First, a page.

"Trains can be a nutrition disaster, " says Carter. The dining cart generally contains hotdogs, chips, chocolates and other fatty selections. Ditto for train station rest stops. The key is a first-class plan. "Come ready for travel after eating a good breakfast or lunch before you board," says Gonzalez. Bring along your water bottle and an insulated bag packed with healthier options: nutrition bars, gorp, and bags of cut-up vegetables or yogurt. Have the cart hotdog if you really want it, but pair it with your banana or celery sticks instead of purchasing fries or chips. "I don’t think it’s necessary to avoid certain things, but rather look at it like a budget," says Sass. "If you have `spent’ fat on something already, such as mayo in tuna or chicken salad, `save’ by skipping the chips and opting for veggies."

At the hotel

Can you say mini bar blues? "Turn in the key to the mini bar," says Carter. It’s full of temptations like M&Ms and alcohol. Instead, find the local market and buy some prepackaged fruit or pre-cut vegetables. Reserve rooms with a fridge or a microwave, or better yet, a kitchenette that will allow you to prepare a few meals in your room—saving both your caloric bank and your piggy bank. Stock up on bottled water and avoid hitting the soda machines to quench thirst. Skip the gift shop where the candy rack may entice you too. When dining out, assess hunger before you scan the menu. Try asking yourself questions when you sit down about how hungry you are so you’ll order accordingly. Your appetite may spell appetizer instead of huge entree. Eat until you’re satisfied, not full. "You shouldn’t be cleaning the plate just to clean it," says Carter.

Watch for signs of fullness. Eat slowly, putting your fork down between bites, drink plenty of water and take in the sunset or the restaurant’s ambience. Are you still hungry halfway through, or are you mindlessly downing twice the portion size you eat at home? "People who skip their exercise eat lots of foods they don’t usually, and come back from travel feeling lethargic and thinking all their clothes have shrunk," says Carter. Avoid this by opting for exercise: hit up the hotel pool or gym or get out for a walk. On a recent cruise, where food is available all but about one hour a day, Carter says she ate plenty of fresh fruits and vegetables, splurged only occasionally and walked around the deck often. "I came home fitting into all my clothes and feeling great," she says.

At the office

"At least three days a week bring your lunch from home," says Gonzalez. This way you’ve planned and eaten a healthy lunch most of the week. If Fridays are the day everyone heads out to eat, you can take part too. When you do hit the road, frequent familiar places where you have some control in how things are prepped. Tell them how many slices of turkey, what kind of cheese and to skip the oil. "I think of healthy meals as puzzles that I piece together," says Sass. "My puzzle always includes two or more servings of veggies or salad, protein, carbs and a bit of fat. Having little to no fat in a meal can create an unsatisfied feeling afterward and cause you to be hungry again quickly. A piece of low-fat cheese, a golf-ball-size handful of almonds or a tablespoon of reduced-fat peanut butter on a few crackers should fit the fat bill. Downing a nutritious breakfast and your brown bag lunch will help stave off cravings for the tempting treats that show up on your desk occasionally too.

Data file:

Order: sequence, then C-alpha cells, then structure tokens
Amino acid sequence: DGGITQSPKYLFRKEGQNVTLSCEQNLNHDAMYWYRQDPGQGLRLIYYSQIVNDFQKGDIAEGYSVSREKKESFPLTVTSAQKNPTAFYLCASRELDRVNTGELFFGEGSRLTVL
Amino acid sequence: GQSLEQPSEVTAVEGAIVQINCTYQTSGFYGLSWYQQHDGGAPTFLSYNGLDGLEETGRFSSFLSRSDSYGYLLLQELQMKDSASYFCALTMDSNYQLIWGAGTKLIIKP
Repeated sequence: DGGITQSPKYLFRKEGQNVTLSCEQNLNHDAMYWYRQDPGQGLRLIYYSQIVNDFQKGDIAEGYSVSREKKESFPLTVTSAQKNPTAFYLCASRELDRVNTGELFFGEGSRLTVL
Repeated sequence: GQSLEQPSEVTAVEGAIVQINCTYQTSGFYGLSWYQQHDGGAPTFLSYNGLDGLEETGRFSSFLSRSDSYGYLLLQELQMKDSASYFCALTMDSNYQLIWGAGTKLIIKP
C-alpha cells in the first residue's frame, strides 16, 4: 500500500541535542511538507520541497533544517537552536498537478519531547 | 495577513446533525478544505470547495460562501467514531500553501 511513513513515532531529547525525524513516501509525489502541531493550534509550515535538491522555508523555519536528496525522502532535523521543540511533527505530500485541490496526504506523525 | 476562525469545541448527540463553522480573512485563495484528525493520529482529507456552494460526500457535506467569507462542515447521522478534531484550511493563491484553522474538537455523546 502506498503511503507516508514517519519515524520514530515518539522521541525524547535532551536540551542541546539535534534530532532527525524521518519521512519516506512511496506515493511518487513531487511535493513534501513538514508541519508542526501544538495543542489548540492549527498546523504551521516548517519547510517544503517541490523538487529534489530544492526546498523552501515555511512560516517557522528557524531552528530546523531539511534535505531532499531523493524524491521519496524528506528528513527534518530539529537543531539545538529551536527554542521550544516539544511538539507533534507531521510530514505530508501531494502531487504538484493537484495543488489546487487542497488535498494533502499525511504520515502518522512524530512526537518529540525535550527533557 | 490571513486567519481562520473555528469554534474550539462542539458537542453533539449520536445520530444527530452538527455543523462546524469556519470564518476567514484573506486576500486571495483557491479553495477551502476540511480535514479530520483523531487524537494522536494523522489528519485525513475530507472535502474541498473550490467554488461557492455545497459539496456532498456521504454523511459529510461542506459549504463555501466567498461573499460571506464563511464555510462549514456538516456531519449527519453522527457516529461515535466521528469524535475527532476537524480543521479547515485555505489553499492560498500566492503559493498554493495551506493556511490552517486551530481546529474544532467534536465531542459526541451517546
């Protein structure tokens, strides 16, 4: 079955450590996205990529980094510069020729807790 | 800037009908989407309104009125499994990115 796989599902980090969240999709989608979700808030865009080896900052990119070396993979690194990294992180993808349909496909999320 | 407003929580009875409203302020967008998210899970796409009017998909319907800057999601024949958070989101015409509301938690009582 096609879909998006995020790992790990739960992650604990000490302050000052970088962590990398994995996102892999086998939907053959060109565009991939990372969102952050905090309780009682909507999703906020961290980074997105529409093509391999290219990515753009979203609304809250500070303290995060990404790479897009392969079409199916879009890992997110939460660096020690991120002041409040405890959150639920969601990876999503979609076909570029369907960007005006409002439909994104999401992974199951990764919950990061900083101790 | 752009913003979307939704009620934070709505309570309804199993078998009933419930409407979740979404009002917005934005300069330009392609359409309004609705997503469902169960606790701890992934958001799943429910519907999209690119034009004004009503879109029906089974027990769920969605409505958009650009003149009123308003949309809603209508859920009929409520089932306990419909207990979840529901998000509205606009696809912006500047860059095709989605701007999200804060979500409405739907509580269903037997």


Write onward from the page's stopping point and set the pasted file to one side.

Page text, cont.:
As for the 3:00 p.m. vending machine blahs, keep change locked in your car or at home, not at work. Stash desk-friendly snacks like nutrition bars and low-fat microwave popcorn. And if you must walk over to the machines, all’s not lost. Choose wisely: a mini bag of pretzels, baked chips, a bag of pistachios for some heart-healthy monosaturated fat or even a king size peppermint patty. Any of these can be had for less than 200 calories.

Scouting roadside healthy fare? Order-up:
  • Plain baked potato topped with low-fat salad dressing

  • Small burger or grilled chicken sandwich (skip mayo)

  • Taco salad (leave the fried bowl behind)

  • Chicken, shrimp or tofu with steamed rice and veggies

Glove box/carry-on goodies:
  • Fresh/dried fruit

  • Yogurt

  • Low-fat string cheese

  • Red peppers or zucchini strips

Brown bag it: (Courtesy of Cynthia Sass, M.A., R.D.)
  • Cold macaroni and tuna Salad
    Mix one cup cooked elbow macaroni and 3 ounces tuna with 1 tablespoon reduced-fat mayo. Add chopped celery, onion and peppers. Prepare the night before for best blend of ingredients.

  • Ham and cheese melt
    Stuff 3 ounces turkey breast, one slice Swiss cheese and romaine lettuce leaves, tomato and onion slices into a whole-wheat pita. Heat in microwave until cheese melts.

  • Cranberry turkey roll-up
    Spread non-fat cream cheese on whole-wheat tortilla. Add 3 ounces thinly sliced turkey breast, one-fourth cup dried cranberries, lettuce leaves and chopped red onion. Enjoy cold or warmed.